[Mesa-dev] [PATCH 10/11] clover: Add function for building a clover::module for non-TGSI targets
currojerez at riseup.net
Sun May 13 07:10:50 PDT 2012
Tom Stellard <tstellar at gmail.com> writes:
> On Sun, May 13, 2012 at 12:40:43AM +0200, Francisco Jerez wrote:
>> I can think of two different ways this could work (your solution would
>> be somewhere in between):
>> - The r600g LLVM back-end could support some well-defined output object
>> format (e.g. the one implemented by the clover::module classes), like
>> most of the other LLVM back-ends. You probably want to do this
>> anyway if you want to be able to compile CL programs off-line. If
>> you do it this way, the state tracker will just call clang to
>> completion using the appropriate target and pass the generated
>> machine code to the pipe driver.
>> If you think supporting different hardware versions with different
>> ISAs would be a problem under this scheme, we could have another
>> compute cap that would determine a specific variant of the ISA.
> I think this is the most practical of these two options. However, the
> biggest draw back of this solution is that if a target uses a backend that
> is not a part of the LLVM tree (the r600 backend is not in the LLVM tree,
> but I'm working on getting it in), the backend would have to be included
> as a part of clover and drivers using LLVM for other state tracker would
> end up with one copy of their LLVM backend in clover and another in the
Apparently it's already standard practice in LLVM to build back-ends as
separate object files. I don't see why you couldn't build the r600
back-end as a shared library. There's no reason for it to be duplicated
in the source tree or the address space of the process it's running in.
> I guess this might be able to work, but I'm not really sure why doing
> it this way would be better than what is implemented in this patch.
I just think it would be useful by itself to have the r600 back-end able
to emit machine code in a specific object file format, and at the same
time, by doing so you avoid driver-specific code in the state tracker
that does one thing or another depending on the hardware it's running
on, which seems like a layering violation to me.
>> - Another option would be to forget about driver-specific IRs in the
>> compute API. The pipe driver would have the choice between TGSI and
>> LLVM, if it wants LLVM, the state tracker would do roughly what
>> you're doing here using some sort of "identity" LLVM target that
>> would do nothing but describing the peculiarities of the hardware
>> (e.g. endianness, widths of the supported primitive types), which in
>> turn would be queried from the pipe driver using compute caps.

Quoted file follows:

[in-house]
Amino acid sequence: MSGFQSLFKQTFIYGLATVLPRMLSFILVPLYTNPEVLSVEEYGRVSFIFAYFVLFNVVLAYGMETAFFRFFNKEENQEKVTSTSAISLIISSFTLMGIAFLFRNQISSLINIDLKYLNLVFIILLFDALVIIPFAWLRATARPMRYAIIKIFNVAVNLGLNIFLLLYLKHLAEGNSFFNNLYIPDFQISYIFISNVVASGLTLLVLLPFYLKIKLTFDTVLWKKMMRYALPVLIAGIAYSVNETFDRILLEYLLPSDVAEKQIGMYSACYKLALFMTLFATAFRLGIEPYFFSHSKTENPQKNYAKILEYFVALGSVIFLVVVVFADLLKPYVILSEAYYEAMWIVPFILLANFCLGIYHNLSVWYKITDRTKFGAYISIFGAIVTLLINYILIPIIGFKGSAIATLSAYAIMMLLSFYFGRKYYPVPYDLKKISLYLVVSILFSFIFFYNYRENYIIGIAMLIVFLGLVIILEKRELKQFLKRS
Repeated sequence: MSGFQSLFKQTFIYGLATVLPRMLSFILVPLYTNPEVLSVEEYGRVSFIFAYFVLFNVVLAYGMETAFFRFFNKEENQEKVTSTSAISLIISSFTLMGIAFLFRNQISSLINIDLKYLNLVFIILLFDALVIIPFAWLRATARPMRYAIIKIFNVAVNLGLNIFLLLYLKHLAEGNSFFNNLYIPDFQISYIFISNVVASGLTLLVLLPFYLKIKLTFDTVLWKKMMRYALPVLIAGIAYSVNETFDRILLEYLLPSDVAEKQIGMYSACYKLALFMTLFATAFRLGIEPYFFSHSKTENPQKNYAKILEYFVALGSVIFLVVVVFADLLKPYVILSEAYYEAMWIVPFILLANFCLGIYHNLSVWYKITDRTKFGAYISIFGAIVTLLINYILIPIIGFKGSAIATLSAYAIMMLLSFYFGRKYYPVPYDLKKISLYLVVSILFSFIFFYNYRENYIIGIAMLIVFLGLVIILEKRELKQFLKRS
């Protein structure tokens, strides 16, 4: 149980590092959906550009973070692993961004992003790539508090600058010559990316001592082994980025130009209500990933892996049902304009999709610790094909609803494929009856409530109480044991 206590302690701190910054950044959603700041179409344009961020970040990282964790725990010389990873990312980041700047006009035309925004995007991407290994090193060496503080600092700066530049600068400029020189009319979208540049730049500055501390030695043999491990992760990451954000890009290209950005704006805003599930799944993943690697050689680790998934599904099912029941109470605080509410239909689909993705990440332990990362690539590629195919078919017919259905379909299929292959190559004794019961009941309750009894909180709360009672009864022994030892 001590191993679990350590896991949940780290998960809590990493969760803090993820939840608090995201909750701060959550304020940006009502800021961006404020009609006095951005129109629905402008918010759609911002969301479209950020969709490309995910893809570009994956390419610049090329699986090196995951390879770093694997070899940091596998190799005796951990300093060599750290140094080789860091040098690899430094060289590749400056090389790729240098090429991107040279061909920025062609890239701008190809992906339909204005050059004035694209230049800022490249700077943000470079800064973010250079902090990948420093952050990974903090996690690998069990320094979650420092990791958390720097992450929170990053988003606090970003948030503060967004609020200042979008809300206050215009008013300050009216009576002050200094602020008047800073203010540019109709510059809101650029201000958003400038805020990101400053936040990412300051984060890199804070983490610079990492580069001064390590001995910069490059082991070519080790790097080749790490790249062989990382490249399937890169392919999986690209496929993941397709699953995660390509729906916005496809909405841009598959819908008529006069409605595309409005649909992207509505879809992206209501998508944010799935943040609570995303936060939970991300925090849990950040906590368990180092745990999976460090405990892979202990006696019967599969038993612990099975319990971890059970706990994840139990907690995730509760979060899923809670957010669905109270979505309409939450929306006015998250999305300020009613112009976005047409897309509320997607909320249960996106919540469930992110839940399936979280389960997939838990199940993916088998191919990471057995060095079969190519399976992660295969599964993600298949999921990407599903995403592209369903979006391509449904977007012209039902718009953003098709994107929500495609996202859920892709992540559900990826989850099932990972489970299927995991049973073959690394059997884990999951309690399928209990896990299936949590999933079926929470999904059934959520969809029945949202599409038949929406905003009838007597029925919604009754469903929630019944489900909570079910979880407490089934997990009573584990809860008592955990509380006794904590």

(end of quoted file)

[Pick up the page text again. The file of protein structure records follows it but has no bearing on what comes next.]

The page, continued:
> This is the way I thought it would work initially, but the only way to
> describe a target to Clang is by using the target triple, so passing a
> list of caps into Clang is not going to work.
Why not? You're in control of the back-end, maybe I'm missing something
but I don't see why the state tracker couldn't provide all the required
parameters to the back-end as it's instantiated.
If this is impossible for some reason, can't we encode these parameters
in the processor variant part of the target triple? Aren't these
parameters supposed to be encoded as a target description string at some
>> Personally I think the latter would be closer to ideal, but I guess it
>> would also involve more work...
> My preference is to keep this patch as is. At this point, I'm not
> really sure why the proposed alternate solutions would be better than
> the current implementation, and I think if we want to support out of
> tree backends, we will need to at least have the option of doing it this
What bothers me of this solution is that you're pumping bytecode using a
generic representation, but in a non-generic way, that isn't going to be
useful for drivers other than r600 that want compute programs in the
same representation -- at least not without a number of driver-specific
ad-hoc changes in both LLVM and the CL state tracker.
I'm fine with the CL state tracker giving out code in LLVM IR, but, if
it does, I really think it makes no sense for it to even know it's
running on r600.
> Even though I prefer this solution, ultimately I want to come up with
> something that works for everyone even if it isn't exactly what I
> proposed. So, I hope we will be able to work something out.
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